Chinese citizens are still investing in Bitcoin and other crypto-currencies, despite tough measures and repression by the government.
In September 2017, the Chinese crypto exchange BTCC China, Huobi, and OKCoin were forced to cease their operations in China under the order of the government. During the government investigation, the heads of these exchanges were even banned from leaving the country.
Three months later, in December 2017, the world’s three largest crypto-exchange exchanges moved their business to Hong Kong. BTCC China, Huobi, and OKCoin were renamed to BTCC, Huobi Pro, and OKEx, respectively. They intended to meet the rapidly growing demand from investors from Hong Kong.
Soon after the “move,” it became apparent that on these three trading platforms the daily volumes from Chinese investors grow exponentially. Anyway, Chinese investors managed to circumvent government restrictions, using exchanges in Hong Kong. How was this possible?
To open an account with Hong Kong financial institutions, investors need to set up their own company. The price of legal registration is about 1000 US dollars.
Chinese investors have done just that, and since December 2017, most of them have begun to transfer their funds to bank accounts in Hong Kong. This allowed them to actively trade in crypto-currencies, bypassing the ban of the Chinese government.
China is home to major miners such as Bitman, while in Hong Kong there is not a lot of bitcoins and other crypto currencies. Thus, prices for the Hong Kong crypto-currency market increased, exceeding even the South Korean market. On January 18, when the average Bitcoin cost around $ 11,500, Huobi Pro traded at more than $ 13,000.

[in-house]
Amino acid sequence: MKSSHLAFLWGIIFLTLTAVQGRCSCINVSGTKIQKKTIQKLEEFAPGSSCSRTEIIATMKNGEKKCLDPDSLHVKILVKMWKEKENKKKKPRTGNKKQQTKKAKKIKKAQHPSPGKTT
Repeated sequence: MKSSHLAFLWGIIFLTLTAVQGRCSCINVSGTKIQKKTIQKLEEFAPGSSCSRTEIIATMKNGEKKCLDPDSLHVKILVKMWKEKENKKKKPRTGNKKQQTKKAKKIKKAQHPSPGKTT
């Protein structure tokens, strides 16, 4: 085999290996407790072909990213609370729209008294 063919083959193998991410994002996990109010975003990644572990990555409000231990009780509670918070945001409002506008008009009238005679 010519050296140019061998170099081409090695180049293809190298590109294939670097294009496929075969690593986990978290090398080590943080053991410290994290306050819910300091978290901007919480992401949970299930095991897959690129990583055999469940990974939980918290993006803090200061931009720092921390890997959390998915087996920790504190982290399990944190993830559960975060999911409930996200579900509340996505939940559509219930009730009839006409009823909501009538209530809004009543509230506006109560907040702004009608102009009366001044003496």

Traders outside of China quickly began using the arbitrage opportunity presented by the Hong Kong market. For example, on January 18, the price of Bitcoin on Coinbase was $ 11,800. Buying Bitcoin on Coinbase and selling it on any Hong Kong stock exchange would bring a profit of $ 1,200.
The Hong Kong stock exchanges also integrated widely used FinTech applications in China, such as Alipay and Tencent’s WeChat Pay. Alipay is an application with a turnover of 60 billion dollars, which is used by 50% of mobile users. WeChat Pay, which in 2014 only 7% of mobile users used, now use more than 40%.
The integration of these two FinTech applications made it easier for Chinese investors to invest in the crypto-currency market.
The Chinese government and the People’s Bank of China, in order to stop Chinese investors from buying crypto-currencies, called on local banks to disclose any suspicious transactions related to the markets of Hong Kong. However, even this step will not prevent Chinese investors from gaining access to the markets in Hong Kong, thanks to such applications as Alipay and WeChat Pay.